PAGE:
As I write this, I’m on holiday break from “real” business communication. But I never take a break from sharing a monthly blog post. To have a little fun while honoring my self-imposed publishing schedule, I’m finishing 2023 with a semi-autobiographical poem inspired by a song I can’t get out of my head.
When New Year’s Eve approaches, I always find myself humming Dan Fogelberg’s Same Old Lang Syne—a song people seem to love or hate. It was first released in 1980. Here’s Fogelberg performing it live:
By revealing that I know and actually like this song, I may be showing my age.
But maybe not … because the Backstreet Boys covered it in 2022. Their harmonies are beautiful. But the grownup boy band left out the final stanza, replacing it with a verse of the original Auld Lang Syne.
That’s a miss.
I’ve always loved Fogelberg’s poetic ending to this song about reuniting with a long-ago love. On Christmas Eve, they bump into each other in a grocery store, wind up sharing a six-pack in her car, and compare notes on where life has taken them. Nothing more happens. They don’t make out in the backseat or run away together. They share beer and conversation, then part ways.
“And as I turned to make my way back home, the snow turned into rain.”
What a lovely line.
Fogelberg’s poem is autobiographical—a mostly true story told in 12 short stanzas full of familiar images that make the scene oh-so-relatable to anyone who’s bumped into an old flame (or just imagined doing so).
That’s what poets do: they string together words and images that make us see, imagine, and feel. And as I’ve said so many times before, that’s what the best business communicators do, too. When we can stir an audience to see, imagine, and feel, we can motivate them to take action, and that’s how business moves forward.
Because I can’t get this song out of my head, and because I enjoy rhyming and storytelling, I challenged myself to rewrite Same Old Lang Syne from my point of view. The first few stanzas are fiction. The colleague is invented, the conference isn’t real, the lunch never happened.
Even so, the story is “true.” The situation is inspired by so many conversations with clients who are frustrated by heavy workloads, unrealistic deadlines, and unpredictable expectations. And the support I offer is consistent with the way I coach those clients to face their challenges with courage and creativity.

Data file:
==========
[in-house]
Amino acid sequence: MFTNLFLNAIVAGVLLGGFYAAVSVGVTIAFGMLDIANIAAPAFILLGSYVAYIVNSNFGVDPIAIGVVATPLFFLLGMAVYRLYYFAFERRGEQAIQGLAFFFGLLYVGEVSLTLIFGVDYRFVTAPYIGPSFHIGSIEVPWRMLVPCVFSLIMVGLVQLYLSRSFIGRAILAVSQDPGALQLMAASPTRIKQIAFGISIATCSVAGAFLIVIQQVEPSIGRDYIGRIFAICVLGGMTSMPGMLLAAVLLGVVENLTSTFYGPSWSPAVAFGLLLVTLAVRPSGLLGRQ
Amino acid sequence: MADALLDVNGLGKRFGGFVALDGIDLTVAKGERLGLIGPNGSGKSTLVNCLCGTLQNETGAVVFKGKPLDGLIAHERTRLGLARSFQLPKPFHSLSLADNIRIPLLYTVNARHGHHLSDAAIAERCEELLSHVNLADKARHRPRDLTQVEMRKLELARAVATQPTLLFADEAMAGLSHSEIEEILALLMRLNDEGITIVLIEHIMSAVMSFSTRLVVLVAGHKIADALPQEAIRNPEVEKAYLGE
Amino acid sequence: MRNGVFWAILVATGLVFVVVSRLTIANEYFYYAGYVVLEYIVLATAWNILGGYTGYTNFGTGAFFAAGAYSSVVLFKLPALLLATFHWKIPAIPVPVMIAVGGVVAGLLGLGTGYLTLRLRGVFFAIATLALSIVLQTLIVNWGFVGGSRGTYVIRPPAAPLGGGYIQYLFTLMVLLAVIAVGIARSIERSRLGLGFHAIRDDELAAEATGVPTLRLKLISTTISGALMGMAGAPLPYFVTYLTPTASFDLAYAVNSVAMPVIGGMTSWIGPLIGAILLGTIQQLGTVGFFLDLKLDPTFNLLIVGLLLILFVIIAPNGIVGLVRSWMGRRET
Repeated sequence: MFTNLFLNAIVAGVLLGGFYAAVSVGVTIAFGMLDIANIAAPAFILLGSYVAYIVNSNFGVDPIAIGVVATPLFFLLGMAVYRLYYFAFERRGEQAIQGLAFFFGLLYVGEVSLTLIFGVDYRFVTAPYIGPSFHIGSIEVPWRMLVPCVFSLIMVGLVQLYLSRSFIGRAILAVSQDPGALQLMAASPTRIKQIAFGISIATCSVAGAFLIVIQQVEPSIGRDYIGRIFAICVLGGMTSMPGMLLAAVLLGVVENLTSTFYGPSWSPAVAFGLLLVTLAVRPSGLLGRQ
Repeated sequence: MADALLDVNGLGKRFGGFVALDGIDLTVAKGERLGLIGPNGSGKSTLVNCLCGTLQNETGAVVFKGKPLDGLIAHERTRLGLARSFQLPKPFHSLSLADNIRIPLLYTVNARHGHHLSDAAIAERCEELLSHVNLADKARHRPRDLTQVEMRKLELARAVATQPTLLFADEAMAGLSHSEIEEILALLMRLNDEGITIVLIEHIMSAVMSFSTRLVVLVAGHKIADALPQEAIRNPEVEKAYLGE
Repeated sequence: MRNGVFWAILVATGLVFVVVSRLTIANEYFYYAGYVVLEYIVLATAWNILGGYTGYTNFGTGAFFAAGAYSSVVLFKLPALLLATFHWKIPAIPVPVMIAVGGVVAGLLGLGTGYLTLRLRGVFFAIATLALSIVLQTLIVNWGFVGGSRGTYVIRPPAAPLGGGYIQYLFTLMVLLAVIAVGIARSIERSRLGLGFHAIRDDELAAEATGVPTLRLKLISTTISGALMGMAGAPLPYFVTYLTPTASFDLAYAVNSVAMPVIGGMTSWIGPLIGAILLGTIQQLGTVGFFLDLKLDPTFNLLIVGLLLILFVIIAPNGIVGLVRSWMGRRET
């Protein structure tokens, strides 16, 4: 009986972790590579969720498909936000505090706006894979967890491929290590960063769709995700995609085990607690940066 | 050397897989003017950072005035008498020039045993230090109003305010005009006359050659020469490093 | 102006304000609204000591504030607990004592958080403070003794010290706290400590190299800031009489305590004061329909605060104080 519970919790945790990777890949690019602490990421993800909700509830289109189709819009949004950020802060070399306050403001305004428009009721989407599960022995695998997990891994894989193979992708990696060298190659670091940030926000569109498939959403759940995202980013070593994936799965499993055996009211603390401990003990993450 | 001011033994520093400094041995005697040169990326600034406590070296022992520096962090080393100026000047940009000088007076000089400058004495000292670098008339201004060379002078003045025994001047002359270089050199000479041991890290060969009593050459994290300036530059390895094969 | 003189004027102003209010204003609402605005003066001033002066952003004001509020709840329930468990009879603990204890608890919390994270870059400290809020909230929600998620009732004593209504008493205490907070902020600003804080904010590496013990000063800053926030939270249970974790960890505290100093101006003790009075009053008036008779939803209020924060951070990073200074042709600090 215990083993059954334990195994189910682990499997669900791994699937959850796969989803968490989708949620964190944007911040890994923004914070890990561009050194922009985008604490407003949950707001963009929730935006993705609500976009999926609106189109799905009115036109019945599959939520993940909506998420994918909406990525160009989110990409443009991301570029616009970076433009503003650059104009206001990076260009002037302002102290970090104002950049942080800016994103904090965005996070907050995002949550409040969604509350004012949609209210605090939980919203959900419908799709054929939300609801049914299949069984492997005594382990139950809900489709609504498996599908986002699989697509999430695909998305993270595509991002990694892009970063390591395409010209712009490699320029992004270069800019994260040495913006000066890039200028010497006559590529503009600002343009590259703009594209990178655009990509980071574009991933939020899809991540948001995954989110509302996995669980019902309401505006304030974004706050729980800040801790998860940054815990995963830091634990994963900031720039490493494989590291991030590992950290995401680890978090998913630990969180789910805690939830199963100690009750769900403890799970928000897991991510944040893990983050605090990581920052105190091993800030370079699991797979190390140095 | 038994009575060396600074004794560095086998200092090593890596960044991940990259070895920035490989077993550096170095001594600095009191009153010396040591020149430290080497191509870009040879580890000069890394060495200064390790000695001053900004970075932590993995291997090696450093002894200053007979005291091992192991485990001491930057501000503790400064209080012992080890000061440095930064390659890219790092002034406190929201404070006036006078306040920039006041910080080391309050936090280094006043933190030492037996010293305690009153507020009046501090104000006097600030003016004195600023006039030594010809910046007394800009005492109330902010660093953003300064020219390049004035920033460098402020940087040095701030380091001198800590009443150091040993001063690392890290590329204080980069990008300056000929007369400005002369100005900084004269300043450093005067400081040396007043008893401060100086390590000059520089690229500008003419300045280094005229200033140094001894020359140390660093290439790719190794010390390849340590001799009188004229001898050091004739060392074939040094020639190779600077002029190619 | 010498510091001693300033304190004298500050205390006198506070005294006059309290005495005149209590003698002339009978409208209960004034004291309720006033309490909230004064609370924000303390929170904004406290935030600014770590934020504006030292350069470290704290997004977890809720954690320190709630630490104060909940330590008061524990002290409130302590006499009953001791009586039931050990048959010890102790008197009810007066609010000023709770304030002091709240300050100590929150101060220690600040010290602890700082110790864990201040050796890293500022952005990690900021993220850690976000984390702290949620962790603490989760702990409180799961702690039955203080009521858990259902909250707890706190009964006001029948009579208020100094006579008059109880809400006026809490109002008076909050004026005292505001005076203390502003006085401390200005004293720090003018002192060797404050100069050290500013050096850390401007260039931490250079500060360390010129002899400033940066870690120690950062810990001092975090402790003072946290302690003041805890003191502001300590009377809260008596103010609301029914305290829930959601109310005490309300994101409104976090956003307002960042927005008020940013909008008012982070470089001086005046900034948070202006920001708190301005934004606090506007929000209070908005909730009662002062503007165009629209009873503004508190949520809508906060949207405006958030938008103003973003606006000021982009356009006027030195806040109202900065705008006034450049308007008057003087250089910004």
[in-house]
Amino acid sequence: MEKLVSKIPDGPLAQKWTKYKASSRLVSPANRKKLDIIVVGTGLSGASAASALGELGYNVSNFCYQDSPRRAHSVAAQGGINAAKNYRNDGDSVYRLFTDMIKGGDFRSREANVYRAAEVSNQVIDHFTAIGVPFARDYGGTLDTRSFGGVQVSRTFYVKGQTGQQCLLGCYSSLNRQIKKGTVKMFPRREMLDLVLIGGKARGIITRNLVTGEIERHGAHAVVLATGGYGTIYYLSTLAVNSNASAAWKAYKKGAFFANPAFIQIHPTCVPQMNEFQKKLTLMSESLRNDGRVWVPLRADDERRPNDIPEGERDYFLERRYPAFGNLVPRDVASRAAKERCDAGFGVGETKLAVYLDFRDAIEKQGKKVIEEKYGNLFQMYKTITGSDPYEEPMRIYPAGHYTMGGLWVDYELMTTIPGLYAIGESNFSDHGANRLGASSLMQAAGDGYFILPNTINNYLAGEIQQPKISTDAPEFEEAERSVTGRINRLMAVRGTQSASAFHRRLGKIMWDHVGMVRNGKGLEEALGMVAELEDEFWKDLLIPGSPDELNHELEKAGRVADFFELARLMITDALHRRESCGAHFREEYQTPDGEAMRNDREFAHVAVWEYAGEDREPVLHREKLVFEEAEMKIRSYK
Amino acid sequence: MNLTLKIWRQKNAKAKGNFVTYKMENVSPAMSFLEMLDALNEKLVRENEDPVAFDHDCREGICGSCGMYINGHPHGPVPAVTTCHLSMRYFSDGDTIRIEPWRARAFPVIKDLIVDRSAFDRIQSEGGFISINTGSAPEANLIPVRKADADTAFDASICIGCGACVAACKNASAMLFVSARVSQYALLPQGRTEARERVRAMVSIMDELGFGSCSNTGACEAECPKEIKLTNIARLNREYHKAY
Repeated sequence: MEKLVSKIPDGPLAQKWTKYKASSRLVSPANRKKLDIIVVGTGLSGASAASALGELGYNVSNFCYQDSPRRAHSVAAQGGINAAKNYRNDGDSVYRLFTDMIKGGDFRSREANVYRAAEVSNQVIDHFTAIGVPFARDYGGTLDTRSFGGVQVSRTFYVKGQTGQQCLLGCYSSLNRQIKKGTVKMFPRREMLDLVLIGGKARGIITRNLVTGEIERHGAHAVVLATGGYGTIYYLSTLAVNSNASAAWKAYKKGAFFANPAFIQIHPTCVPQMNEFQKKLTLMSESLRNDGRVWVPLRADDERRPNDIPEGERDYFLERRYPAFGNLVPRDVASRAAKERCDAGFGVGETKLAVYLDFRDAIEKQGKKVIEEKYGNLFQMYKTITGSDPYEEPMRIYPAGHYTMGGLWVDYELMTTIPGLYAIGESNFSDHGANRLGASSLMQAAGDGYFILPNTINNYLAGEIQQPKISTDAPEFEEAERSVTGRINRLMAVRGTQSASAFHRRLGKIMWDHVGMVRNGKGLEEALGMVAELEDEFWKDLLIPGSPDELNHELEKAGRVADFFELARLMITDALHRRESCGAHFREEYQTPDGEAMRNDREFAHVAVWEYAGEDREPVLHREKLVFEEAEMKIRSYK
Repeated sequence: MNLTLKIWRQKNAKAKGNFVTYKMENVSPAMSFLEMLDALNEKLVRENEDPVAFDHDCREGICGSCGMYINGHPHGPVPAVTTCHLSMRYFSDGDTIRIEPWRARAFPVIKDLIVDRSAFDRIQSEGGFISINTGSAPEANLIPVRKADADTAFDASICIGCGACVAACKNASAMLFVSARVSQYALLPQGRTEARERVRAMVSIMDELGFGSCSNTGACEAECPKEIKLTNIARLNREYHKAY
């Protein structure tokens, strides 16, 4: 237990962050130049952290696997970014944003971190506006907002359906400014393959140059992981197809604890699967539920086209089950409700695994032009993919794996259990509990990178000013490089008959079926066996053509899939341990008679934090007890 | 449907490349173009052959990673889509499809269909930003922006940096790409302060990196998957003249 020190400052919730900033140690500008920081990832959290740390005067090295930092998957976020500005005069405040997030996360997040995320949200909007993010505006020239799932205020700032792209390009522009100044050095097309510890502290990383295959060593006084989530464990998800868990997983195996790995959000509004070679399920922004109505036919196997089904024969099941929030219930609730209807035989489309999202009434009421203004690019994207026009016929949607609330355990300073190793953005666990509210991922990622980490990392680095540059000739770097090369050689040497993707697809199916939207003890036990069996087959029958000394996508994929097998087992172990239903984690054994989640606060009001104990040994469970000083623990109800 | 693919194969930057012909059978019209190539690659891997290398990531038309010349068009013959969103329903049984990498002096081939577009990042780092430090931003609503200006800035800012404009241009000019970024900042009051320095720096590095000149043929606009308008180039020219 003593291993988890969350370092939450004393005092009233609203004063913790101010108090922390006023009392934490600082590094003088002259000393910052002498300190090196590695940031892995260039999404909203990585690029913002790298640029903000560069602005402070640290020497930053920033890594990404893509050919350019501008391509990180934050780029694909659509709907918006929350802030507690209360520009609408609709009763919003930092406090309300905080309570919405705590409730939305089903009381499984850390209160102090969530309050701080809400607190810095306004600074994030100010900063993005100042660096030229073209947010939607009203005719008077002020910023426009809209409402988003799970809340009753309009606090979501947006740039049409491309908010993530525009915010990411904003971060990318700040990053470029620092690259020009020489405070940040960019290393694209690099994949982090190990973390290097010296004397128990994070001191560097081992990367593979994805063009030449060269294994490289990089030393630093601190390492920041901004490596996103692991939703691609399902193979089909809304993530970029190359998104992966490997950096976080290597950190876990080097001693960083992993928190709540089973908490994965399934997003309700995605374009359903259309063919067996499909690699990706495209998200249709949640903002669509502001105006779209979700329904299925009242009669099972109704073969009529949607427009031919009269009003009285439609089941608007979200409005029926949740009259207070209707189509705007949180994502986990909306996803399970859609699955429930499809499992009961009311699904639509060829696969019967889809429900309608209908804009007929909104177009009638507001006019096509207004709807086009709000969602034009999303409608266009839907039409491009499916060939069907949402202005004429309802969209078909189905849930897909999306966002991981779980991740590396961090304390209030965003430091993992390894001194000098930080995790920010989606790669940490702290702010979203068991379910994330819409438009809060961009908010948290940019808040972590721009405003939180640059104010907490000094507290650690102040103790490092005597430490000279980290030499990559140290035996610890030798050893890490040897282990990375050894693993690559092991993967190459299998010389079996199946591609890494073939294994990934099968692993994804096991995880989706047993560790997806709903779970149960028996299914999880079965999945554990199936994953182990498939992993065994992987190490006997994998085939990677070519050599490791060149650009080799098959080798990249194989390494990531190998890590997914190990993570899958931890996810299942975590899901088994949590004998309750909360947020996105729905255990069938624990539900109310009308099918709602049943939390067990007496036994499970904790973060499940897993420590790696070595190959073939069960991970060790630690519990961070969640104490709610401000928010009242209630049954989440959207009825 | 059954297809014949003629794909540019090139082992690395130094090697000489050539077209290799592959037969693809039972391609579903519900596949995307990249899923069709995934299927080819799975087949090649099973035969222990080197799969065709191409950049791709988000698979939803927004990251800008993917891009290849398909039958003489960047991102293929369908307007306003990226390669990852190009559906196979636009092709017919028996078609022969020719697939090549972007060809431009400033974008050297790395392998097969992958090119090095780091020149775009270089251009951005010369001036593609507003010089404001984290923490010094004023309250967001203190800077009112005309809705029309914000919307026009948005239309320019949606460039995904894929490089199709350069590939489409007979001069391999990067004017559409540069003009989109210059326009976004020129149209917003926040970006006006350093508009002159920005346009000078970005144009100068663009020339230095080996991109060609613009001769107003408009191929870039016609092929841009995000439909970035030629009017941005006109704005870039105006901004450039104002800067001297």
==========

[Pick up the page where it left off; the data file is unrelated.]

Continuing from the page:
Enjoy the story, and contact me any time you need a creative conversation partner in the year to come.
Met an old colleague at a conference
The lines at coffee breaks were long
I saw her scowling as she scrolled her phone
And I asked her what was wrong
She didn’t know that it was me at first
But then my name tag caught her eye
She tried to shake my hand but dumped her drink
Then she heaved a great big sigh
“Sounds like someone’s feeling stressed,” I said
While she sopped the coffee spill
“Overwhelmed” she said “by work demands
But you probably know that drill”
I shudder at a flood of memories
To-do lists long and schedules tight.
“Yes my friend I know the pain you feel …
Let me take you for a bite”
We talked about the role she has
We talked about her dreams
There are pros and cons in every job
And she really loves her team
She said she’d taken on a new project
That could use their clever minds
If only management would let them change
Instead of “do it like last time”
I told her she could be a force for change
If she had the courage to
Ask “what if,” “why not,” and “how about”
When proposing something new
I said she’d have to keep her spirits up
When resistance wears her down
She said, “I’ll call you when I need someone
To knock ideas around”
We’ll talk about her rationale
We’ll talk about her plan
We’ll strategize and talk things out
And always say “yes and”
We’ll focus on her strategy
We’ll focus on her goals
We’ll even cover sanity
‘Cause stress can take a toll
Our meal was ending so I paid the check
While the server cleared our plates
We set some time when we would reunite
Not just once but many dates
We parted ways and I felt satisfied
Our moods both lighter than before
Creative partner is the role I play
And it’s a job that I adore